Although the Corvette's history is long, rich, and heavily laced with glory, there are still chapters waiting to be written. For example, even in the days of laissez-faire power ratings, no production Corvette engine has ever produced 100 horsepower per liter, or topped 600 horsepower. Nor has there ever been a production Corvette capable of going more than 200 mph. The current Z06, according to Chevy, can only -- only! -- attain 198.

None of these shortfalls, if that's what they are, has kept us from calling recent Corvettes the best high-performance sports-car buys on the planet. Nevertheless, when the car you see here reaches Chevy showrooms this fall, those little blanks in the Vette's performance résumé will be filled in.

Is this really important? To the Corvette team, absolutely. For one thing, there's that new 600-hp Viper. But that's a subtext. In the big picture, the global extreme-performance ballgame, this is about -- with apologies to
Aretha -- R-E-S-P-E-C-T.

Here's how Corvette vehicle line executive Tom Wallace sums it up: "We want to push the technology envelope into the supercar realm. We want a Corvette that can take on any production car in the world."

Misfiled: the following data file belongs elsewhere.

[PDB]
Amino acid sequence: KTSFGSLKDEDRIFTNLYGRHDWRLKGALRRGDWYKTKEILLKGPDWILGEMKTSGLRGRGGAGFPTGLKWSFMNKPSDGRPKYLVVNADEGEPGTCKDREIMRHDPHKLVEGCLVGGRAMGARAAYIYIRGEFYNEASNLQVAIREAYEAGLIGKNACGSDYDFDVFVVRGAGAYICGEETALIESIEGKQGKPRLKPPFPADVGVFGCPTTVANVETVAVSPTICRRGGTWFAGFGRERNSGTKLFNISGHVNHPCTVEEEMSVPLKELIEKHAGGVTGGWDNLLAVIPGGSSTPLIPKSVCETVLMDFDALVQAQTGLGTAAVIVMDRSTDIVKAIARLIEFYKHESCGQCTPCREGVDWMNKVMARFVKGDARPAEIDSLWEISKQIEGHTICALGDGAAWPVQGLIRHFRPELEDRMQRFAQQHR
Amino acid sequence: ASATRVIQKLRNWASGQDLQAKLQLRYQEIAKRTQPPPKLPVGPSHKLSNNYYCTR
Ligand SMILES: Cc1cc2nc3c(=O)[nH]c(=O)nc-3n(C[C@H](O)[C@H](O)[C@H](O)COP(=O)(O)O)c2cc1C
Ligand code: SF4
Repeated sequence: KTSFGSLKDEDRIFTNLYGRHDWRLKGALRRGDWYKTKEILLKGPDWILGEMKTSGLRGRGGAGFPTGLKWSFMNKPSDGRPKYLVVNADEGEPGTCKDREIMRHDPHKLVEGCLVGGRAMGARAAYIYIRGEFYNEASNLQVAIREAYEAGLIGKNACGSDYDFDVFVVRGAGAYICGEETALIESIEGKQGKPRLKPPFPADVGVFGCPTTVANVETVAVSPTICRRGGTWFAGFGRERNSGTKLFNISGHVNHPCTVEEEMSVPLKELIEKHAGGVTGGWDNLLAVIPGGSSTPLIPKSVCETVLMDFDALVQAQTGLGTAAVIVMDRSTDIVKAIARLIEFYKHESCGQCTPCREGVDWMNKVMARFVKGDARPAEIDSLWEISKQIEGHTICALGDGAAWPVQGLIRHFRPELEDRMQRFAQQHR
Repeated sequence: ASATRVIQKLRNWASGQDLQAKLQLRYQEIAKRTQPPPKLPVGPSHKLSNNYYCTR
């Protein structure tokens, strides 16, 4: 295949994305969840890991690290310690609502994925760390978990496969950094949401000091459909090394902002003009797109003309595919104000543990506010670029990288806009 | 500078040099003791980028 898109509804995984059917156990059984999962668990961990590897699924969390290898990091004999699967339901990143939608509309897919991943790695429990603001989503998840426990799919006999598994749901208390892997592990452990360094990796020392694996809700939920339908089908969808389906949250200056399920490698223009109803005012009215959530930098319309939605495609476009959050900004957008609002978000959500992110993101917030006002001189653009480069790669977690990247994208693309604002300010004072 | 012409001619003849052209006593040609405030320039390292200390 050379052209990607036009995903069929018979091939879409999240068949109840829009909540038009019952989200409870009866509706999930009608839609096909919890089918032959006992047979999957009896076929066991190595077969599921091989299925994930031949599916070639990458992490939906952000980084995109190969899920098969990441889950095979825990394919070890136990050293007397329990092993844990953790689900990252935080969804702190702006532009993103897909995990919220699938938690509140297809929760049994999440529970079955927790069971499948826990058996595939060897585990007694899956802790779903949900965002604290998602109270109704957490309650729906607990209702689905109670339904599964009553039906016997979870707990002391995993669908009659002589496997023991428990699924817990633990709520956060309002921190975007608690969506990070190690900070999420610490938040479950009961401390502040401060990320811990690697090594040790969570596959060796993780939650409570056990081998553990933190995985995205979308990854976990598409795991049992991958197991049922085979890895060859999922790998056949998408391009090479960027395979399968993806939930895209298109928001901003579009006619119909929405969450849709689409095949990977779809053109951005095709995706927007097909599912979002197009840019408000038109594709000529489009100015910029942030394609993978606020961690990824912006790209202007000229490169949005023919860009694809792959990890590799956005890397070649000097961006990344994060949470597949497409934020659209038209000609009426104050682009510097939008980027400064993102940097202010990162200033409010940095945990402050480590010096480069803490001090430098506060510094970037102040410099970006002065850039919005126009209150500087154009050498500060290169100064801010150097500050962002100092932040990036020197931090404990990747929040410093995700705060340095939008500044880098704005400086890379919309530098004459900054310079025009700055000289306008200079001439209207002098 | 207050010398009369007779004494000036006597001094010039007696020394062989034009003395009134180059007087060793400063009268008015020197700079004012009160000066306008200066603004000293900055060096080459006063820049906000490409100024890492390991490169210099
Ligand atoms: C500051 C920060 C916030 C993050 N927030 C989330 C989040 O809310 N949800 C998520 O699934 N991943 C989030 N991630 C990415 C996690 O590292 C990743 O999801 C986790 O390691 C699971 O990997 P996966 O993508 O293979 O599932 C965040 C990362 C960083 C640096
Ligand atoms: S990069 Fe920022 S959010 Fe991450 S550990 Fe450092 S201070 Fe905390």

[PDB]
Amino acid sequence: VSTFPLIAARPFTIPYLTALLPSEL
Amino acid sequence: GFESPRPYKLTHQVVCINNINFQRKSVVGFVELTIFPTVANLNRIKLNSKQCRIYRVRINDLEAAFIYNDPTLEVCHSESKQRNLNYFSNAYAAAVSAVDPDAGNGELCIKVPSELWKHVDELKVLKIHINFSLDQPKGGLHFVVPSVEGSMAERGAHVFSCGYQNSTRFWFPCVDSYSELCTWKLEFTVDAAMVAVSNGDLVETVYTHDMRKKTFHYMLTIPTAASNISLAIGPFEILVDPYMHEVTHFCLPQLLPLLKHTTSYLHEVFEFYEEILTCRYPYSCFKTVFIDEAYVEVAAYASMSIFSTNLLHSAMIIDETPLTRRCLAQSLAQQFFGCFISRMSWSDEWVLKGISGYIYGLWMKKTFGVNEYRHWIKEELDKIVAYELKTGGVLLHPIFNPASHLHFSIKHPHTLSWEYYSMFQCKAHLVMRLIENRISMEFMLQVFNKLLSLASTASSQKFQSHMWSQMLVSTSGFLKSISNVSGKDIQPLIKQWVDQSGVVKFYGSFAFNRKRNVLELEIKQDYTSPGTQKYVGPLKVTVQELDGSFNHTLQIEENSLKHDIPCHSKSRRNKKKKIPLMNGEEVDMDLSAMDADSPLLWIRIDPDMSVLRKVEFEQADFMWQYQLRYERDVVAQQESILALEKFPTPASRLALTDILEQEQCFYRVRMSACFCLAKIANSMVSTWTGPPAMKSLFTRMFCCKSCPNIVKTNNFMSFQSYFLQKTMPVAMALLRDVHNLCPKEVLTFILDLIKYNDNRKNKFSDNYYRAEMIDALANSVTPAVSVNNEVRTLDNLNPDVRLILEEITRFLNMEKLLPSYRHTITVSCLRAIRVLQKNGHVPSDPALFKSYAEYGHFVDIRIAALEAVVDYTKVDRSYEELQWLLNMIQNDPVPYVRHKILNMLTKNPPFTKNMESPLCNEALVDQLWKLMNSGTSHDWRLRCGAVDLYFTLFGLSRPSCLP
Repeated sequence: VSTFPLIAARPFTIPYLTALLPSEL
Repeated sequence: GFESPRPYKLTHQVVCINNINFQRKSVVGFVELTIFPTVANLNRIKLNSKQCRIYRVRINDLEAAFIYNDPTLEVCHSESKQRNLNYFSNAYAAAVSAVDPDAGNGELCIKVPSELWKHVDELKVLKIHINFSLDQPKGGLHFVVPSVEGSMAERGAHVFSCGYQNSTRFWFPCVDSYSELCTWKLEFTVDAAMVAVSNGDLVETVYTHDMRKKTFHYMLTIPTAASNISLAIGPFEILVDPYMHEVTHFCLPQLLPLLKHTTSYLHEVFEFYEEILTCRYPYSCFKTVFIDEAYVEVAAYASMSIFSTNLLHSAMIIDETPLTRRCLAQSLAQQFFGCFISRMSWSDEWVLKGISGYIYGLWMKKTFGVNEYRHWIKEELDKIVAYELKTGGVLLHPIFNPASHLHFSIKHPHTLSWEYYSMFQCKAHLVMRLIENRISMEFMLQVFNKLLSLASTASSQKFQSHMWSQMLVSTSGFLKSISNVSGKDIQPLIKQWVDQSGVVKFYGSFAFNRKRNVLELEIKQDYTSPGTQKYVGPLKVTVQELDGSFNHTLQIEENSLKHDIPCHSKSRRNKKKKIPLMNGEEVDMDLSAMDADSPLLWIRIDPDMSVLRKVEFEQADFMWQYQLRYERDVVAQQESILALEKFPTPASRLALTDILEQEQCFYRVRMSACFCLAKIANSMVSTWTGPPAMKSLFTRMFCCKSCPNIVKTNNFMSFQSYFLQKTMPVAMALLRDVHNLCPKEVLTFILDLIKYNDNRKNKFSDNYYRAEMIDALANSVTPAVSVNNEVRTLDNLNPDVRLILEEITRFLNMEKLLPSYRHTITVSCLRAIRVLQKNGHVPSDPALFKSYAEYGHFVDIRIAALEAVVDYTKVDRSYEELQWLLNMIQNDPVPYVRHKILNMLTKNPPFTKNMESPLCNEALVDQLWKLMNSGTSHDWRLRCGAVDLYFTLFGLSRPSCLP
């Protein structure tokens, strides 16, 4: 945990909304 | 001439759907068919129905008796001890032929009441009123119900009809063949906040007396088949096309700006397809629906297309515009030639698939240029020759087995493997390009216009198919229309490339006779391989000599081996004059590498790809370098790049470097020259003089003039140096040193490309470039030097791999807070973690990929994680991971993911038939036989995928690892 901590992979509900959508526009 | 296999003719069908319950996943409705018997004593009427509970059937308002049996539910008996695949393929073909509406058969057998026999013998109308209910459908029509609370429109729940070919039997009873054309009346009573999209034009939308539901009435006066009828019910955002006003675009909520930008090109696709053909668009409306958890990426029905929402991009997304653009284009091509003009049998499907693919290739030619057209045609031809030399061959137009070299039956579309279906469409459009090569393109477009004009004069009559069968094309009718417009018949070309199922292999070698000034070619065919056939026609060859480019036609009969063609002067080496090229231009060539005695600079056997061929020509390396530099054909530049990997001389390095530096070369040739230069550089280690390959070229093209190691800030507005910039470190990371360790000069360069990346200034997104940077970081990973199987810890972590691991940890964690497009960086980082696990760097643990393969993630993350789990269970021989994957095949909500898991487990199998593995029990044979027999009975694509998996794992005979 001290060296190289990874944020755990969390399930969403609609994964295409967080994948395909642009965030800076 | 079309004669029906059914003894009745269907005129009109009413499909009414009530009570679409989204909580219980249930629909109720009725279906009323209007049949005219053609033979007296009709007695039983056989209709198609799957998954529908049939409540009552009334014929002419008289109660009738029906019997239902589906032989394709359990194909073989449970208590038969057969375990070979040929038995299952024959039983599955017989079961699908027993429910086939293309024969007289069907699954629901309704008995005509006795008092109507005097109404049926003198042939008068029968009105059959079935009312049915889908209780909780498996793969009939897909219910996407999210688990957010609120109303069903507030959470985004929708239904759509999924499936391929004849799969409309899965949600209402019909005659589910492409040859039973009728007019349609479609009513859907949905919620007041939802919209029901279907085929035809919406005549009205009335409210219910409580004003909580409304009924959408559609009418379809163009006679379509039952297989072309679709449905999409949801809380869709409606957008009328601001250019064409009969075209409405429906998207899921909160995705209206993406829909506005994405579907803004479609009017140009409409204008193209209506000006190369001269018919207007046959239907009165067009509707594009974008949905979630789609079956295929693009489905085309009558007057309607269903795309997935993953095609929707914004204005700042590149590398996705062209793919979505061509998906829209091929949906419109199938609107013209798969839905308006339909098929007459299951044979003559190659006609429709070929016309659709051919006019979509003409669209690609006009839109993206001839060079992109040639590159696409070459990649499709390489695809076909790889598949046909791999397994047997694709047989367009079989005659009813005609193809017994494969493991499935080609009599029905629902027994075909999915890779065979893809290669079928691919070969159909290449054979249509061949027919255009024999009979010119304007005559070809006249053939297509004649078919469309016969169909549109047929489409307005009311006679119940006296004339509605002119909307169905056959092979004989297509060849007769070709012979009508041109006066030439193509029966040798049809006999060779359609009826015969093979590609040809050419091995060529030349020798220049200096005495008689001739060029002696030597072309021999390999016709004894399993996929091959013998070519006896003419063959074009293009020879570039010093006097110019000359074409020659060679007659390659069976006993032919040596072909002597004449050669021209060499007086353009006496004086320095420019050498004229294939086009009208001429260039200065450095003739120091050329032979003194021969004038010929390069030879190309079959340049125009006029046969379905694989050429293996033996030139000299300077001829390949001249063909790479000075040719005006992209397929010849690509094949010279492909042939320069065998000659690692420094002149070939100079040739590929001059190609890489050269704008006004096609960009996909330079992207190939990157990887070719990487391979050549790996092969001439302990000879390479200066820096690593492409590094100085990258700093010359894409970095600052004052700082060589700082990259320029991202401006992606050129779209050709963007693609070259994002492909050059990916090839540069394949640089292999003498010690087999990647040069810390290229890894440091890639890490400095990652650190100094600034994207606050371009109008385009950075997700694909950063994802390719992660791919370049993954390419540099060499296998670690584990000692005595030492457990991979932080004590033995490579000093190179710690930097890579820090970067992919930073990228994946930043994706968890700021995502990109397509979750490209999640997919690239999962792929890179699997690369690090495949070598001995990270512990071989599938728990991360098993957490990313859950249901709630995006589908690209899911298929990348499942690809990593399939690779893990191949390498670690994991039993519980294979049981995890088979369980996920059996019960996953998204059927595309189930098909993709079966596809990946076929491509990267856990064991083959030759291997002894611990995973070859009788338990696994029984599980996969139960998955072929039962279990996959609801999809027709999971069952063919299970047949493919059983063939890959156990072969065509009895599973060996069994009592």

A Corvette with no "for the money" asterisk. A Corvette capable of dancing with stars like the Porsche 911 GT2 and Ferrari 599GTB. Although "for the money" will still be an element. "It'll be a real bargain compared to cars like those," says Wallace.

Back story: According to chief engineer Tadge Juechter, the '09 ZR1 traces its origin to a 2004 meeting with General Motors CEO Rick Wagoner. Dave Hill was then the Corvette's high priest, and the meeting was to acquaint Wagoner with the formidable performance credentials of the Z06, which was approaching 2006 showroom readiness.

"Rick was really impressed," Juechter recalls. "He said, 'If you can do this for about $60,000, what could you do for $100,000?'?"

Hill treated Wagoner's question as an informal directive. A Z06-based development mule materialized, along with a code name: the Blue Devil. The Duke University athletic teams bear that nickname. Wagoner is a Duke graduate. Coincidence?

Blue Devil was considered as a name for the actual production car, as were Stingray, Corvette SS, Z07, and Z08. The ZR1 name was revived, minus the hyphen, recalling the then-radical Corvette of 1989-95. According to Wallace, "It came closest to representing a car with leading-edge technology and all-around everyday drivability."

It takes more than horsepower for a car to top 200 mph, but without big horsepower the subtleties are irrelevant, so let's start with what's under the carbon-fiber hood. You can see part of it without even raising the bonnet, thanks to the plexiglass window faired into the middle, but we want to see more than the intercooler.

Yes, intercooler -- a force-fed production Corvette. You could say the Corvette has been there before, via the Callaway Twin-Turbo of 1989, but that one was a dealer option. This one will come right off the Corvette line in Bowling Green, Kentucky.